I’m sitting at Denver International Airport this morning, waiting to board a flight to Austin, Texas, and the first meeting of a curators group on . The goal of my piece of the project is to help create a website, called “Digital Is,” that attempts to show what digital composition looks like here at the start of the second decade of the 21st Century.
As I wait to board my plane and anticipate the work ahead, I’m reminded of my conflicting thoughts on what composition looks like today. Howard Zinsser wrote in his book, On Writing Well, that:
“The new information age, for all its high-tech gadgetry, is, finally, writing based.”
I found that quote in a. In that same report, the authors write that:
Writing has never been more important than in this digital age. It is almost inconceivable to achieve academic success without good writing skills. And, while the fundamentals of good writing remain constant, new forms of writing are quickly evolving. Words are now regularly joined with images and voices.
Writing, or composition, isn’t all that different from the writing of generations past.1 Since we first started making markings on clay or stone or paper, we have been trying to capture thoughts in a way that would make them understandable to ourselves as well as others. We write to remember, to share, to understand. We compose to be heard, to stand up and say “This is True,” or “I am here,” or “This was scary” or “hard” or “dangerous” or “exciting”, or “emotional”, or whatever we would like to convey.
And although I make my marks today on an iPad,2 a device that makes the making of marks very easy, and almost immediately shareable to anyone who can get to the Internet, I am reminded of just how hard it is to say something in a way that accomplishes my goals as a writer, that captures what I am, or was, thinking, that lets you into my head and thoughts.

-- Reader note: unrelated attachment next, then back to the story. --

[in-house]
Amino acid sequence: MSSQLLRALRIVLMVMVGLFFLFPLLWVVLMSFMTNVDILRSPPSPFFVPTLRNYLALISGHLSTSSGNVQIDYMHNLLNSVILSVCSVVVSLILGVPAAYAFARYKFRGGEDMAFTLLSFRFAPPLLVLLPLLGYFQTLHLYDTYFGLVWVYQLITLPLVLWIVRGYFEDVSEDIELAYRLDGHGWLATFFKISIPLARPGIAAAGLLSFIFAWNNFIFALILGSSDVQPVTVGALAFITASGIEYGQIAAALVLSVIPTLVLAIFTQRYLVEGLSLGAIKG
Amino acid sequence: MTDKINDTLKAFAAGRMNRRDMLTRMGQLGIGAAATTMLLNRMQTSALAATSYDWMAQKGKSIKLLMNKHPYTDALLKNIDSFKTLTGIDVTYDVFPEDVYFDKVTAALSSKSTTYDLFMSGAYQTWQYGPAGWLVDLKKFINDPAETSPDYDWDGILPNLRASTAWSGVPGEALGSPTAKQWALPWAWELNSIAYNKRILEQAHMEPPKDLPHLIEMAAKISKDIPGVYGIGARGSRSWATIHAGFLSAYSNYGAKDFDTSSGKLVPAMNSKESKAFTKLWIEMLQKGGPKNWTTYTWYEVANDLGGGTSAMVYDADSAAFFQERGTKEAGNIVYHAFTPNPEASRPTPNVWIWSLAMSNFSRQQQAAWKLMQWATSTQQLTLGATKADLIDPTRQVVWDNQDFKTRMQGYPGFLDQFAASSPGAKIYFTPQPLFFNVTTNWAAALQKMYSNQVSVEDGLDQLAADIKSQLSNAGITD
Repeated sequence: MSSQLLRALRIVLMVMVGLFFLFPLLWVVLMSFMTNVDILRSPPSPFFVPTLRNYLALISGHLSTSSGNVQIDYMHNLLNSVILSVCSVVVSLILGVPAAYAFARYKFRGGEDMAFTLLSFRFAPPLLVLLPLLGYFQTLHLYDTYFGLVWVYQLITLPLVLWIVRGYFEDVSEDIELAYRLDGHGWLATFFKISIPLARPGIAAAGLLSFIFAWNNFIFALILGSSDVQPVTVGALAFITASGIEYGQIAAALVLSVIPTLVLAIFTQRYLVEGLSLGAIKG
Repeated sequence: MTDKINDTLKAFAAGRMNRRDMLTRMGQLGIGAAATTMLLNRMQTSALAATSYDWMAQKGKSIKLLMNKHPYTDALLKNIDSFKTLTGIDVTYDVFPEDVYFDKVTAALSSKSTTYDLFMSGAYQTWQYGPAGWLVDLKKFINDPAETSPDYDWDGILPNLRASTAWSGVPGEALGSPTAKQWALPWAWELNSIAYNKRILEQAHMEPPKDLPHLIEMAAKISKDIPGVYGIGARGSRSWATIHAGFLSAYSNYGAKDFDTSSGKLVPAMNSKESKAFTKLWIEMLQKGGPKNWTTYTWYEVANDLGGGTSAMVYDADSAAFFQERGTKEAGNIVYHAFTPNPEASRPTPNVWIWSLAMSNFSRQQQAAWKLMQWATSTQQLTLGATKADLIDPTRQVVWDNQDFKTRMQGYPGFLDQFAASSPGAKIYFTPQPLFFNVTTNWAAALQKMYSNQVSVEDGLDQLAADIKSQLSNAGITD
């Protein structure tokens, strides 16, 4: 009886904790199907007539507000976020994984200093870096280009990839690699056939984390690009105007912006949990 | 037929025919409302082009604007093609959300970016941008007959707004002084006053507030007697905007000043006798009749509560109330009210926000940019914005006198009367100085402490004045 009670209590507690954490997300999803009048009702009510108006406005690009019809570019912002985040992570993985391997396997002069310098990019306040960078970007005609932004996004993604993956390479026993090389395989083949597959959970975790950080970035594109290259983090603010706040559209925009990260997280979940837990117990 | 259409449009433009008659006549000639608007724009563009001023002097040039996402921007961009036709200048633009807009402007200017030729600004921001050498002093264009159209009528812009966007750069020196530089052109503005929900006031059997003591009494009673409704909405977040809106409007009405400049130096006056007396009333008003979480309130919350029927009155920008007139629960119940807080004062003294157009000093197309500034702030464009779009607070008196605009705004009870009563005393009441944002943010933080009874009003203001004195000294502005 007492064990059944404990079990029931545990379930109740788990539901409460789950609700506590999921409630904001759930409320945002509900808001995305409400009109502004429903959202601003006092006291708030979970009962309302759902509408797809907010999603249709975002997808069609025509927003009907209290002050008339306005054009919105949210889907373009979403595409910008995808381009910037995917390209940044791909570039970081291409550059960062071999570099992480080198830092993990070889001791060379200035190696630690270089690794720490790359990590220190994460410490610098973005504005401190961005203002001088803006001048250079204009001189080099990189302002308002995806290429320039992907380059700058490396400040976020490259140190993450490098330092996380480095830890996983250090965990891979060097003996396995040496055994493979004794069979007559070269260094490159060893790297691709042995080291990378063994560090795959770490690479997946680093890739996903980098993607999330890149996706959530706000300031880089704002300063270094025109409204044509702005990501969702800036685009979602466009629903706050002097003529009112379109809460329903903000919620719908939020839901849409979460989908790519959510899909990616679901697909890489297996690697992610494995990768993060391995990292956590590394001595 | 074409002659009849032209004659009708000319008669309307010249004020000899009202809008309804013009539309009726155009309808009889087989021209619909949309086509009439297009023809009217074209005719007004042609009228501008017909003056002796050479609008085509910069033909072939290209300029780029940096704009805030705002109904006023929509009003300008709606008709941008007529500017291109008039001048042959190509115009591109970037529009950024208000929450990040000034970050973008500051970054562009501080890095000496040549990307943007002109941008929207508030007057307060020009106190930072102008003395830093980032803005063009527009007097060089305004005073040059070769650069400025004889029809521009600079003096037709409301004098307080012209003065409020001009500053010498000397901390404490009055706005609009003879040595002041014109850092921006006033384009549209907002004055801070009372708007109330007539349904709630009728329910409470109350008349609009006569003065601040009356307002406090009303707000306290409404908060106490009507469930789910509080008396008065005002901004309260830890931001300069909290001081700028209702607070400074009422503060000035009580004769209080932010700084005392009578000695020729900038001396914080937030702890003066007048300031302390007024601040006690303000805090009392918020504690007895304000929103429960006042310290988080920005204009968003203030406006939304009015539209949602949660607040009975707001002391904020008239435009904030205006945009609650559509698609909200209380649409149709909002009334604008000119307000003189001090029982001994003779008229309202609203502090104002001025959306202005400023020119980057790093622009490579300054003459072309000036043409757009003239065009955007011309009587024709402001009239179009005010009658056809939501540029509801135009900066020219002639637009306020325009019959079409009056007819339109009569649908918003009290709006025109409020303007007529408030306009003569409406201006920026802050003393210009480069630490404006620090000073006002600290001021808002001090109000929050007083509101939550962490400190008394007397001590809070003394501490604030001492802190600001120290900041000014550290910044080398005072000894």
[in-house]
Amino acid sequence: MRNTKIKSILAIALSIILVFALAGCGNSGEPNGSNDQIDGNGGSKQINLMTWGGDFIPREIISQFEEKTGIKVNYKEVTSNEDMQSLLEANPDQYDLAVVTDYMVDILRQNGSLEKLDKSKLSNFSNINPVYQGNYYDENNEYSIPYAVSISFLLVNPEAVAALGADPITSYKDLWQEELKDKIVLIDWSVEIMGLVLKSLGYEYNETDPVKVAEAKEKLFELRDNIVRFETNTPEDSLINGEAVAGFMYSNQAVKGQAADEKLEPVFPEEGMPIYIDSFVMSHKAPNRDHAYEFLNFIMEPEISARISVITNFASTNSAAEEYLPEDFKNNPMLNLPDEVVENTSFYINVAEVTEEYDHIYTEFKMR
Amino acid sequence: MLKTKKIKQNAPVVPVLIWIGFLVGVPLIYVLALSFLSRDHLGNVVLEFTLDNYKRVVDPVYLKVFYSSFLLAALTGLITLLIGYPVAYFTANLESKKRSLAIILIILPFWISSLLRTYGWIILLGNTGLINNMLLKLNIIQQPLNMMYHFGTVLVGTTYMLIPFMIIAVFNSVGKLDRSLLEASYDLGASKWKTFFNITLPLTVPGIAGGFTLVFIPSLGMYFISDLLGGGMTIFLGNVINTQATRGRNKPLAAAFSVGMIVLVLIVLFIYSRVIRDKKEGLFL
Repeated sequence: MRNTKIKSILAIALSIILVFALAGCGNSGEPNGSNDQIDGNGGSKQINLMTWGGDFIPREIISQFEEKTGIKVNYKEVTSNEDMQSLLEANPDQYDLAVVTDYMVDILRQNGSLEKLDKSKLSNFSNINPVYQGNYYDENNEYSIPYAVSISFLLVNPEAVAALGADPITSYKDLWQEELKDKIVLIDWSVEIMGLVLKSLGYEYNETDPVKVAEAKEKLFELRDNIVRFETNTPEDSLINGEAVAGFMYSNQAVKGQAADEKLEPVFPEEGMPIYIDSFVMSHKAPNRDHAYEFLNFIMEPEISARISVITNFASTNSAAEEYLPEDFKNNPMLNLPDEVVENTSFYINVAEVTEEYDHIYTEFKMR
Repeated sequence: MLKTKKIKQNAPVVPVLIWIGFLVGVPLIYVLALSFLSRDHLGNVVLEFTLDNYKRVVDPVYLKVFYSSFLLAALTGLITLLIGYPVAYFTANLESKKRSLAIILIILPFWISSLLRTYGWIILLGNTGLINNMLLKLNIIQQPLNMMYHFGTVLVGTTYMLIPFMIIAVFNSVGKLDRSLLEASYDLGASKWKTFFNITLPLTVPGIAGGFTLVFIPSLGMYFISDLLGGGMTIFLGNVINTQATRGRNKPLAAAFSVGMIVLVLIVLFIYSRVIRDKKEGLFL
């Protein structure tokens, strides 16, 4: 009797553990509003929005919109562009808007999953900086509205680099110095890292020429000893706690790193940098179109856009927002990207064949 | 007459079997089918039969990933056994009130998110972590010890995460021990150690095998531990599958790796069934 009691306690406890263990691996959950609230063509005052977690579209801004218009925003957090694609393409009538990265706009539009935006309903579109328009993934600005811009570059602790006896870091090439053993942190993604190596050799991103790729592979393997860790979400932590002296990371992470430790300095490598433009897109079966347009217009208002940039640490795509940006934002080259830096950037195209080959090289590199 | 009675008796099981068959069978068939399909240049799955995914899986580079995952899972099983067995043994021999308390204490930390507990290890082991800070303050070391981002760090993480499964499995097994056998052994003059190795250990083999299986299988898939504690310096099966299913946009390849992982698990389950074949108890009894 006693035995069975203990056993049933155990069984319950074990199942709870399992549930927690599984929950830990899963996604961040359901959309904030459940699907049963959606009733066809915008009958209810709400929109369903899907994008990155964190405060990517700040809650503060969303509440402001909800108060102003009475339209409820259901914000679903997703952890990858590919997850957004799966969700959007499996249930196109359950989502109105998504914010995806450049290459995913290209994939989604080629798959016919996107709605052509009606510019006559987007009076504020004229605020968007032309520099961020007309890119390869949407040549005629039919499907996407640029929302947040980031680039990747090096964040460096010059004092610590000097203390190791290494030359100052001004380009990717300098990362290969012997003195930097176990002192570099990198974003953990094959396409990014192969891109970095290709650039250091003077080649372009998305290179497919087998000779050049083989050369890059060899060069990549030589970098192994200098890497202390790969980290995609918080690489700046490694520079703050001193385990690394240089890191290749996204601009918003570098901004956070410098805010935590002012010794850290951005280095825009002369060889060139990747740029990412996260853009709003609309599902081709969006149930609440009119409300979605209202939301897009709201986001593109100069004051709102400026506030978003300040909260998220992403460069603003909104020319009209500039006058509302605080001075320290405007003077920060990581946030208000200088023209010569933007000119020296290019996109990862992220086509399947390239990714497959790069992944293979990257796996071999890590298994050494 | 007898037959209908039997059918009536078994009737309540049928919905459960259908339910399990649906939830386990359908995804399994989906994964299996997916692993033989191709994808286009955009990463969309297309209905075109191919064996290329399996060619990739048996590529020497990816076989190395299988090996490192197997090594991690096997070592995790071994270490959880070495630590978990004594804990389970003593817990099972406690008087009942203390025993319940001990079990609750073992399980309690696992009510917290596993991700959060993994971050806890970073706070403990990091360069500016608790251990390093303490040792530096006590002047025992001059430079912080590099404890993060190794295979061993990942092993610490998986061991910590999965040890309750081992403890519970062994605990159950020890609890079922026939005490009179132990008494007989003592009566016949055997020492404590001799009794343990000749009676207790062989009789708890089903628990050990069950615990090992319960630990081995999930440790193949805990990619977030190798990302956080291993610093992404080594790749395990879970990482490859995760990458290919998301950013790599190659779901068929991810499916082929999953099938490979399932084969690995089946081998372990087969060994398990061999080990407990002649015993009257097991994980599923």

That we now have more tools for making marks, and that we have new kinds of marks – photographs, videos, complex visualizations – doesn’t make the essential task of making meaning any easier. In some ways, as our options for composition increase, it gets harder to decide, to choose which way of making marks will get the point that we wish to make across. Harder, too, is what we must do in classrooms to convey the power of language and to help make our students critical participants in the literacies and literatures of our/their/our futures/our pasts.
And what counts as “writing,” or “composition?” Is a tweet a text, or a piece of a larger text?3 Is a rambling audio podcast, recorded from the driver’s seat of my car, a composition on par with a Master’s thesis, or an essay? So long as a test or assessment or evaluation of a text occurs within a limited definition of what counts as writing, are these other forms valid? How do we who is a “good” writer? What is “good” writing?
And how in the world does a language arts teacher, sitting in an airport tapping away on a virtual keyboard, find himself in a place to ask such questions, or to attempt to answer them for others via this particular project?
Just a few questions, questions I always wonder about, that are surfacing for me as I prepare to embark on this work.6
- Is it? Would love to hear your take in the comments. [↩]
- Finished and published on a laptop, because the iPad isn’t quite the writing device I need it to be. [↩]
- I’d say yes to both. [↩]
- The more I think about it, it isn’t. But it’s a useful way to talk about and describe some types of “good” writing. [↩]
- And how does federal education policy muck with these questions, in sometimes good and sometimes not so good sorts of ways? [↩]
- I am humbled, as always, when I think about the power and majesty of language and teaching and learning and the fact that even a guy like me can use the Internet to talk to the world about these big ideas. [↩]